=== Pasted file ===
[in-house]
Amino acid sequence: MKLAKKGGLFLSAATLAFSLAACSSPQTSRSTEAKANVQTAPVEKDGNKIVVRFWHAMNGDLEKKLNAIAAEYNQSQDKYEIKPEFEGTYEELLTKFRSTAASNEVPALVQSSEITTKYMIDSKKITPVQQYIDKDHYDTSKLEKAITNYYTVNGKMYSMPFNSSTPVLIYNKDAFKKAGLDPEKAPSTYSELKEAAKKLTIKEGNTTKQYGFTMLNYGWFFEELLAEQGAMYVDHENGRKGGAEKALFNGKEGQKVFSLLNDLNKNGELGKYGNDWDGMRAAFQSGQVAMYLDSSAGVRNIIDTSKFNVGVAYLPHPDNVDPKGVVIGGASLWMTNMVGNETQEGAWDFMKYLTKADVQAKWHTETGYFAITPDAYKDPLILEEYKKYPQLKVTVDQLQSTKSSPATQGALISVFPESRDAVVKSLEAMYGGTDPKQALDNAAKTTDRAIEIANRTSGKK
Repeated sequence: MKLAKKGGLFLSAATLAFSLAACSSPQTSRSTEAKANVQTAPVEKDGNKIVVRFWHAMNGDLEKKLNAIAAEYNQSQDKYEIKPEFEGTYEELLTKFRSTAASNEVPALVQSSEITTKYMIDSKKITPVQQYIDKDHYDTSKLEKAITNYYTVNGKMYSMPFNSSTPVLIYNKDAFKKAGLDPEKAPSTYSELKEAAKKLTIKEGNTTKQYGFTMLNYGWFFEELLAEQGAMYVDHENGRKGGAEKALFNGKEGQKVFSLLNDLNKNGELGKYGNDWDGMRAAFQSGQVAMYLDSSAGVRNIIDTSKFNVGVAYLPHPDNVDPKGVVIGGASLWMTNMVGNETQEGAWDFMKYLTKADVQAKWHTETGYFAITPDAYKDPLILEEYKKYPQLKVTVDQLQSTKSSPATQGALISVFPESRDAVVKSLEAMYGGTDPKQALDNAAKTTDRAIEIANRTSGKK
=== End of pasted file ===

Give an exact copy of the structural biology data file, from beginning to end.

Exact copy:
[in-house]
Amino acid sequence: MKLAKKGGLFLSAATLAFSLAACSSPQTSRSTEAKANVQTAPVEKDGNKIVVRFWHAMNGDLEKKLNAIAAEYNQSQDKYEIKPEFEGTYEELLTKFRSTAASNEVPALVQSSEITTKYMIDSKKITPVQQYIDKDHYDTSKLEKAITNYYTVNGKMYSMPFNSSTPVLIYNKDAFKKAGLDPEKAPSTYSELKEAAKKLTIKEGNTTKQYGFTMLNYGWFFEELLAEQGAMYVDHENGRKGGAEKALFNGKEGQKVFSLLNDLNKNGELGKYGNDWDGMRAAFQSGQVAMYLDSSAGVRNIIDTSKFNVGVAYLPHPDNVDPKGVVIGGASLWMTNMVGNETQEGAWDFMKYLTKADVQAKWHTETGYFAITPDAYKDPLILEEYKKYPQLKVTVDQLQSTKSSPATQGALISVFPESRDAVVKSLEAMYGGTDPKQALDNAAKTTDRAIEIANRTSGKK
Repeated sequence: MKLAKKGGLFLSAATLAFSLAACSSPQTSRSTEAKANVQTAPVEKDGNKIVVRFWHAMNGDLEKKLNAIAAEYNQSQDKYEIKPEFEGTYEELLTKFRSTAASNEVPALVQSSEITTKYMIDSKKITPVQQYIDKDHYDTSKLEKAITNYYTVNGKMYSMPFNSSTPVLIYNKDAFKKAGLDPEKAPSTYSELKEAAKKLTIKEGNTTKQYGFTMLNYGWFFEELLAEQGAMYVDHENGRKGGAEKALFNGKEGQKVFSLLNDLNKNGELGKYGNDWDGMRAAFQSGQVAMYLDSSAGVRNIIDTSKFNVGVAYLPHPDNVDPKGVVIGGASLWMTNMVGNETQEGAWDFMKYLTKADVQAKWHTETGYFAITPDAYKDPLILEEYKKYPQLKVTVDQLQSTKSSPATQGALISVFPESRDAVVKSLEAMYGGTDPKQALDNAAKTTDRAIEIANRTSGKK